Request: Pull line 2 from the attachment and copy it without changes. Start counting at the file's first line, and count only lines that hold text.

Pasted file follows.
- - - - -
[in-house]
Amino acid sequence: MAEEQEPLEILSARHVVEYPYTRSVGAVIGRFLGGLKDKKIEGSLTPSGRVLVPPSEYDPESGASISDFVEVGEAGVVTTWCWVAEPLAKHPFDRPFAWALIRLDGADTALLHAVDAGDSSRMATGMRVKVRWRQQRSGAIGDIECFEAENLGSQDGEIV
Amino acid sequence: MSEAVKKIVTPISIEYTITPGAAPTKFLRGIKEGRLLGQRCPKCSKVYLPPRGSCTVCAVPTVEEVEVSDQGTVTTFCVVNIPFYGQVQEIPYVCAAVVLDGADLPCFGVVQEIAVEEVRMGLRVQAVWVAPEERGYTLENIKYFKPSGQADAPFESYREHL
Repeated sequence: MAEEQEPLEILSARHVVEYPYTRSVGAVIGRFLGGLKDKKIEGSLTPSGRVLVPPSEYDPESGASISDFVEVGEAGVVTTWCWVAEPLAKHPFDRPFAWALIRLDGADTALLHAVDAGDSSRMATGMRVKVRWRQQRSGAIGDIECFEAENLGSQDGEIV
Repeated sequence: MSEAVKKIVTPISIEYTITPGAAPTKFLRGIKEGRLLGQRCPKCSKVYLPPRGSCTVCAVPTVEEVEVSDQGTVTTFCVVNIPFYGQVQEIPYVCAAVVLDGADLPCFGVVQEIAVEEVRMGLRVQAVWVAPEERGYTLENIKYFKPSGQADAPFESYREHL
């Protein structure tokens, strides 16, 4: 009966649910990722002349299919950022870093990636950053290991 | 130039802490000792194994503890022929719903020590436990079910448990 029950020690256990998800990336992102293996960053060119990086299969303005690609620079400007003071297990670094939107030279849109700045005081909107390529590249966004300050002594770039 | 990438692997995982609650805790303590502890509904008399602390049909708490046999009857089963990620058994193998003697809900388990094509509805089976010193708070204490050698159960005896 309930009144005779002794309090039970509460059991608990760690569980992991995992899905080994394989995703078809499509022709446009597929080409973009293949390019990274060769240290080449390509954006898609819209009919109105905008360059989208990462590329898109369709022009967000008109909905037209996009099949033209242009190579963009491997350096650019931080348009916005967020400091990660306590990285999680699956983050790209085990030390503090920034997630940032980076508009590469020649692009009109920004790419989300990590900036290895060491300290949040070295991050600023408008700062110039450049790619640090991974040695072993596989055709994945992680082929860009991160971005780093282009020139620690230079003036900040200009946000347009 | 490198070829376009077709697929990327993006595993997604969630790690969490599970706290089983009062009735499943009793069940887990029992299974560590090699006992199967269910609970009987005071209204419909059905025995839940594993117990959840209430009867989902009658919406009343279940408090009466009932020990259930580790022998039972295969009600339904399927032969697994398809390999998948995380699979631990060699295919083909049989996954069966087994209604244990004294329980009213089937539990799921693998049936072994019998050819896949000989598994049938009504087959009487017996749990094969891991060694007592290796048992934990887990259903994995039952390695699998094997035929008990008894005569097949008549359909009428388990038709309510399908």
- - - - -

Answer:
Amino acid sequence: MAEEQEPLEILSARHVVEYPYTRSVGAVIGRFLGGLKDKKIEGSLTPSGRVLVPPSEYDPESGASISDFVEVGEAGVVTTWCWVAEPLAKHPFDRPFAWALIRLDGADTALLHAVDAGDSSRMATGMRVKVRWRQQRSGAIGDIECFEAENLGSQDGEIV